What would it even take?
Most of the discourse surrounding the Bulls’ offseason has involved Zach LaVine, an unrestricted free agent for the first time in his career. There has also been some discussion of prospects with the NBA Draft Combine starting on May 16.
But the majority of suggestions have come in the form of trade suggestions, again, often involving LaVine.
This puts Ayton, a restricted free agent this summer, in a uniquely complicated situation.
Proposal and Warning
Ayton’s restricted status, in addition to the Bulls’ financial situation, means the only way Chicago could land him would be through a sign-and-trade. That has been a common theme among the proposals for them this offseason.
Most scenarios have involved LaVine with the Bulls taking back a package to soften the blow of losing their two-time All-Star.
Will DeWitt of the “CHGO Bulls” podcast proposed another route suggesting Nikola Vucevic, Coby White, plus picks while adding that base-year compensation complicates the deal. Still, that is a package that would entice him.
But there was also a consensus among the panel that Ayton was a talented player that could do more with his defense being a point of contention for host Dave Watson.
“Ayton’s amazing. He’s got a touch around the basket I honestly haven’t seen from a center in years…the issue with me here is he doesn’t have a real high motor…They say Vooch can’t play defense. Well, Ayton’s not a defensive stalwart either.”
Matt Peck took it a step further.
“It’s always been a, ‘meh’, with Deandre Ayton. And he hasn’t really done anything to change that, in my opinion, with the eye test since he’s come into the NBA…I don’t know why Bulls fans are freaking out about Ayton leaving Phoenix and if we can be the team to get him.”
Ayton vs. Vooch
17.2 points on a career-high 65.6% true shooting with 10.2 rebounds and 1.4 assists for the Suns in the regular season. He added a career-high 4.3 points per 100 possessions when he was on the floor, per Cleaning the Glass.
His defense was still a negative, as noted by the CHGO hosts. But he also posted a career-high 108.1 defensive rating.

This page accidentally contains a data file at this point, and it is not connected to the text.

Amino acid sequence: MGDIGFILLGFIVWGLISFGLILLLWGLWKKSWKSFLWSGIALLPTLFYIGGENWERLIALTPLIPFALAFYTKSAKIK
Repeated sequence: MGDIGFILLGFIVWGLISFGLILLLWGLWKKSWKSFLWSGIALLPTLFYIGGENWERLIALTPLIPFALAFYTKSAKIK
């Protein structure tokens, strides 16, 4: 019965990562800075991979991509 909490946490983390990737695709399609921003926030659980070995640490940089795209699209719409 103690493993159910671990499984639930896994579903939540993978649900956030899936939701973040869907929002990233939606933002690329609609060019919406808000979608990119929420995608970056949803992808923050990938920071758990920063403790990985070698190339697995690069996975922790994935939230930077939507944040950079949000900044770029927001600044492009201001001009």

The Western Conference Semifinals saw Ayton close out the series with a 5-point, four rebound performance in 17 minutes in Game 7. He only failed to score double-digits in one other game this postseason, a nine-point outing in Game 2 of this same series.
Phoenix won that game, though, despite Ayton seeing just 18 minutes in the contest.
He averaged 19.9 points on 67.4% true shooting with 9.9 rebounds in the Suns’ other 11 playoff games. His 0.0 net rating was seventh on the Suns in the postseason, per NBA.com.
Compare that to Vucevic’s 19.4 points on 52% true shooting with 12.4 boards in five playoff games while his minus-10.5 net rating was the fifth-best on the team this postseason.
After being eliminated, Suns head coach Monty Williams would only say “it’s internal” when asked about his young center and the two have not spoken since, per Arizona Central’s Duane Rankin. But Fox Sports 1’s Skip Bayless reported on “Undisputed” that he received a text from rapper Lil Wayne saying Williams accused Ayton of “quitting” on the team during Game 7.
Falling Out in PHX
Ayton’s contract and role have been a source of frustration for him. Ownership has been reluctant to commit to him long-term despite his draft classmates inking new deals as ESPN’s Adrian Wojnarowski updated on May 16.
NBC Sports Chicago’s K.C. Johnson wrote in March that Ayton would be on the Bulls’ list of targets should his restricted free agency get messy.
There is still over a month until the legal tampering can begin. And the Suns could take DeWitt’s line of thinking that one game should not sink four years of growth over one game. As Wojnarowski pointed out, Ayton’s relationship with Williams was a point of strength.
This would not be along the lines of continuity that Bulls vice president of basketball operations Arturas Karnisovas wants.
But there are worse risks to take than Ayton who will turn just 24 years old on July 23 if the two teams could figure a way to make the financials work.